Stock market related terms
Share market: A share market is the medium through which the exchange of shares takes place between the seller and the buyer. Share market is the place where companies sell their shares to the public to generate the funds. In the world of finance, there are two main markets in the capital market i.e. primary market and secondary market.
- Primary market: This is also known as a New Issue Market i.e. where new securities are issued. Corporations, national & local governments, and other public sector institutions can get financing through the sale of new stock through the primary market. The primary market is where new securities or financial instruments are sold – investors buy these securities directly from the issuers, such as a company selling shares for the first time in an initial public offering, or a government selling bonds.
- Secondary market: The secondary market, also known as the aftermarket, is the market where previously issued financial instruments, such as stocks are bought and sold. It is where investors sell to other investors. The secondary market is actually formed by another layer of investors who deal with a primary market investor to buy and sell financial securities such as bonds, futures, and stocks. These dealings happen in the proverbial stock exchange.
- Bear market: It is the trading talk term used when the stock market is in a downward trend, or a period of falling stock prices. This is the opposite of a bull market. If a stock price plummets, it’s very bearish.
- Bull market: When the stock market as a whole is in a prolonged period of increasing stock prices the term used is bull market. It is the opposite of a bear market. A single stock can be bullish or bearish too, as can a sector.
- Index: It is a statistical measure of the state of the stock market, based on the performance of stocks. This is a benchmark that is used as a reference marker for stock market participants. Sensex and Nifty are examples of a stock market index.
- Market Capitalization (Mcap): It is the total value in rupee terms of all of the company’s outstanding shares. It is calculated by multiplying all the outstanding shares with the current market price of one share. It determines the company’s size in terms of its wealth.
- FIIs: Foreign institutional investors (FIIs) are those institutional investors which invest in the assets belonging to a different country other than that where these organizations are based. FIIs play a very important role in any economy. These are the big companies such as investment banks, mutual funds, etc., who invest considerable amount of money in the Indian markets. With the buying of securities by these big players, markets tend to move upward and vice-versa. They exert strong influence on the total inflows coming into the economy.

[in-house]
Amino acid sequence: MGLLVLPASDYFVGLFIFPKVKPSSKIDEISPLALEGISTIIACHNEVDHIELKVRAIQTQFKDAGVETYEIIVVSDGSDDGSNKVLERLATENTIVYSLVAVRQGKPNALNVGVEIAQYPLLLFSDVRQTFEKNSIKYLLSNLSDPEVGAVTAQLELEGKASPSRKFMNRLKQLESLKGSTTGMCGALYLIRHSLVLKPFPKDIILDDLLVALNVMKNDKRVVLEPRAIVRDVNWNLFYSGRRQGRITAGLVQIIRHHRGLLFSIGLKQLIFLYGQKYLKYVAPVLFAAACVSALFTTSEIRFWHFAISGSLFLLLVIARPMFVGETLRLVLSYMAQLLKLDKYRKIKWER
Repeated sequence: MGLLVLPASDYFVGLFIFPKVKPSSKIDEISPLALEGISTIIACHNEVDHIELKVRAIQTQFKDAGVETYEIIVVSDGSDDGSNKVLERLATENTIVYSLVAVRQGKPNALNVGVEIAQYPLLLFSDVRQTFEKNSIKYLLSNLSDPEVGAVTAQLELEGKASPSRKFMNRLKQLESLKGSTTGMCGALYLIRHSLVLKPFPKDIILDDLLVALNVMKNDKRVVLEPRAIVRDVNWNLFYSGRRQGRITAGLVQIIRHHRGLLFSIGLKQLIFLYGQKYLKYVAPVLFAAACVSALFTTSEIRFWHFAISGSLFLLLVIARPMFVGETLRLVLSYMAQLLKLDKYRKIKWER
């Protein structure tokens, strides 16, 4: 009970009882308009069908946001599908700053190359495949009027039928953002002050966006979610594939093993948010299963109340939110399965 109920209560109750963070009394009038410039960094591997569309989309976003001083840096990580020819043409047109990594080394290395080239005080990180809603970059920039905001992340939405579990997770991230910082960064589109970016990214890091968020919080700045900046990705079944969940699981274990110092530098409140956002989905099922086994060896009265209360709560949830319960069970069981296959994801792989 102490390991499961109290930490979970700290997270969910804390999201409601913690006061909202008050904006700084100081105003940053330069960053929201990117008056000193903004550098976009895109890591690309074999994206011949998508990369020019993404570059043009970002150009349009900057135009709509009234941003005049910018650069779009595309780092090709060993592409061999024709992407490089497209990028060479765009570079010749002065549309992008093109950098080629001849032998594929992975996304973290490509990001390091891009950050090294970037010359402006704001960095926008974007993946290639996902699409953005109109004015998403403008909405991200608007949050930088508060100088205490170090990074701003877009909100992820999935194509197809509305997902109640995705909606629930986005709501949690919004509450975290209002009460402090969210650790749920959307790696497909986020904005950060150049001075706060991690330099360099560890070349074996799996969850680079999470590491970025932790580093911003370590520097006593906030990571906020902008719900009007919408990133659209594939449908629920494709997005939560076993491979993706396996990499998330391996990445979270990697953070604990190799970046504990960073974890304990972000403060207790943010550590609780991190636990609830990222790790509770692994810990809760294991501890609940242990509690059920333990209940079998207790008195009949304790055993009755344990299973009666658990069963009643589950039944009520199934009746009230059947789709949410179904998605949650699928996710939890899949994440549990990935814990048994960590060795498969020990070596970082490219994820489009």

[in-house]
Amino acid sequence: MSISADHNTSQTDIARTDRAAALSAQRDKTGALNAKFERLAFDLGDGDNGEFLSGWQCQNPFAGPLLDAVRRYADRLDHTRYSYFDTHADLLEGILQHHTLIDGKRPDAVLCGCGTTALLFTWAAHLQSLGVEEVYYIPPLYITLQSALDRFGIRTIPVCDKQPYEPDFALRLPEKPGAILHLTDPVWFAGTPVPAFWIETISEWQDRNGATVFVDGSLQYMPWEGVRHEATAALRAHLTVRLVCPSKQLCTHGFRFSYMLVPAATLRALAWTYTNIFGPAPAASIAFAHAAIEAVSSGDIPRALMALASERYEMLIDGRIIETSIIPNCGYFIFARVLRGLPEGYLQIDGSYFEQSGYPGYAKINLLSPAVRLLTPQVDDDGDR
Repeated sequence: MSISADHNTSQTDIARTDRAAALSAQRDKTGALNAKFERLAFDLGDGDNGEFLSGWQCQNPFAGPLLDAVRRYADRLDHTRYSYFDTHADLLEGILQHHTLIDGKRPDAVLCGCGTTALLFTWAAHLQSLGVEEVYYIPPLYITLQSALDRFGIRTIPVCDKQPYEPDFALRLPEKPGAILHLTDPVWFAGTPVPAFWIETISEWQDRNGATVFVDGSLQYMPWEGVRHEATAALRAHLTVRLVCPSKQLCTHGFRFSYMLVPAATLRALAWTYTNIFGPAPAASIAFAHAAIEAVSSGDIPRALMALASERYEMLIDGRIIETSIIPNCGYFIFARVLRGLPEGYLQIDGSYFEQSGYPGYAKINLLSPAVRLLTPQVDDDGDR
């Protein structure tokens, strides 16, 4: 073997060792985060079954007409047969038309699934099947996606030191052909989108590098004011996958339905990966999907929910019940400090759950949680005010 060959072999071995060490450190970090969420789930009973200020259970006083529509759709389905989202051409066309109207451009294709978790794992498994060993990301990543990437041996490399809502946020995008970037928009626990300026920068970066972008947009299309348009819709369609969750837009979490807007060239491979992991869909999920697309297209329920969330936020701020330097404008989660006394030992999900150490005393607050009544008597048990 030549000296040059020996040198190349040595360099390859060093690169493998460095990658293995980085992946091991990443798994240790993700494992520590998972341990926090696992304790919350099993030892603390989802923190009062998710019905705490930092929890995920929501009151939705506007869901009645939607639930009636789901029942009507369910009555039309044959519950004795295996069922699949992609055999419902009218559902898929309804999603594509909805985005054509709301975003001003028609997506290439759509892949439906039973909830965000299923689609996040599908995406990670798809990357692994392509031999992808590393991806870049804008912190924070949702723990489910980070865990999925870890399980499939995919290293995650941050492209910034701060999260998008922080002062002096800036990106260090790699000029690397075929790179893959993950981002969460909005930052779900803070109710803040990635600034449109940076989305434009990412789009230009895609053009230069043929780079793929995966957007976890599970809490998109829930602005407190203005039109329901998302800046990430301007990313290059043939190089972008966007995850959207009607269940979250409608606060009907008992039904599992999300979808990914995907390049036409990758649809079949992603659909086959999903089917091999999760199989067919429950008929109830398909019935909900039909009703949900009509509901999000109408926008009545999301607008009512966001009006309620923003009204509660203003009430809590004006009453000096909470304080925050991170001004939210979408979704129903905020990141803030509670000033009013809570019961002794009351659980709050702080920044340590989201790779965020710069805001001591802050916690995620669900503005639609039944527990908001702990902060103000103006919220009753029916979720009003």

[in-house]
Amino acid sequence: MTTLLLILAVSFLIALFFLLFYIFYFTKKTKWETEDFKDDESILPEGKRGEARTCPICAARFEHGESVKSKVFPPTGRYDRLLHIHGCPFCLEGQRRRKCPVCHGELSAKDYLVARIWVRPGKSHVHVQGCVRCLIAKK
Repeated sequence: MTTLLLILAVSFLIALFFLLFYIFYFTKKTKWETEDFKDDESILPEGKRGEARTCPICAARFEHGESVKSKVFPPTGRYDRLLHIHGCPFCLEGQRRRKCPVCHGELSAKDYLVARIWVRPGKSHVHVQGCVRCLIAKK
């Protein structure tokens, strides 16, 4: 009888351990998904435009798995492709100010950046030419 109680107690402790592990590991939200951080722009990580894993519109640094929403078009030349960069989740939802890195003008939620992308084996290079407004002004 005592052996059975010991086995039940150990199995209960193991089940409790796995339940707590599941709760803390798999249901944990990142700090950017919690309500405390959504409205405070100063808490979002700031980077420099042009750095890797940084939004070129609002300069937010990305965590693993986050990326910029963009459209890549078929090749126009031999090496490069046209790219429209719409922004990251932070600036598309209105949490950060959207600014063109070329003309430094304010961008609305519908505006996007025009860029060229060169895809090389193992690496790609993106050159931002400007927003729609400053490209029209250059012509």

- Stock exchange: A stock exchange is a place where securities, shares, bonds and other financial instruments are listed and bought and sold by traders or brokers. To be able to trade on a stock exchange, securities must be listed on it. Stock exchanges help companies to raise funds. Therefore, the company needs to list themselves on the stock exchange. There are two major stock exchanges in India viz. National Stock Exchange of India (NSE) and Bombay Stock Exchange (BSE).
- Rally: A rapid increase in the general price level of the market or of the price of a stock is known as a rally. Depending on the overall environment, it might be called a bull rally or a bear rally.
- Securities and Exchange Board of India (SEBI): The SEBI is a statutory regulatory body entrusted with the responsibility to regulate the Indian capital markets. It monitors and regulates the securities market and protects the interests of the investors by enforcing certain rules and regulations. The objective of SEBI is to ensure that the Indian capital market works in a systematic manner and provide investors with a transparent environment for their investment.
- Volume: It is the number of shares of stock traded during a particular time period, normally measured in average daily trading volume. Volume can also mean the number of shares you purchase of a given stock. For instance, buying 2,000 shares of a company is a higher-volume purchase than buying 20 shares.
- Volatility: It is a rate at which the price of a security increases or decreases for a given set of returns. Volatility is measured by calculating the standard deviation of the annualized returns over a given period of time.
- Broker/brokerage firm: It is a securities firm or a registered investment advisor affiliated with a firm. Brokers are the link between investors and the stock market. When acting as a broker for the purchase or sale of listed stock, the investment advisor does not own the securities but acts as an agent for the buyer and seller and charges a commission for these services.
- Intra-day trading: Intraday trading, also called day trading, is the buying and selling of stocks and other financial instruments within the same day. In other words, all positions are squared-off before the market closes and there is no change in ownership of shares as a result of the trades.
- Margin: A margin account lets a person borrow money (take out a loan essentially) from a broker to purchase an investment. The difference between the amount of the loan and the price of the securities is called the margin.
- Over-the-counter: If you trade a security that is not listed in a stock exchange, you are making an over-the-counter trade.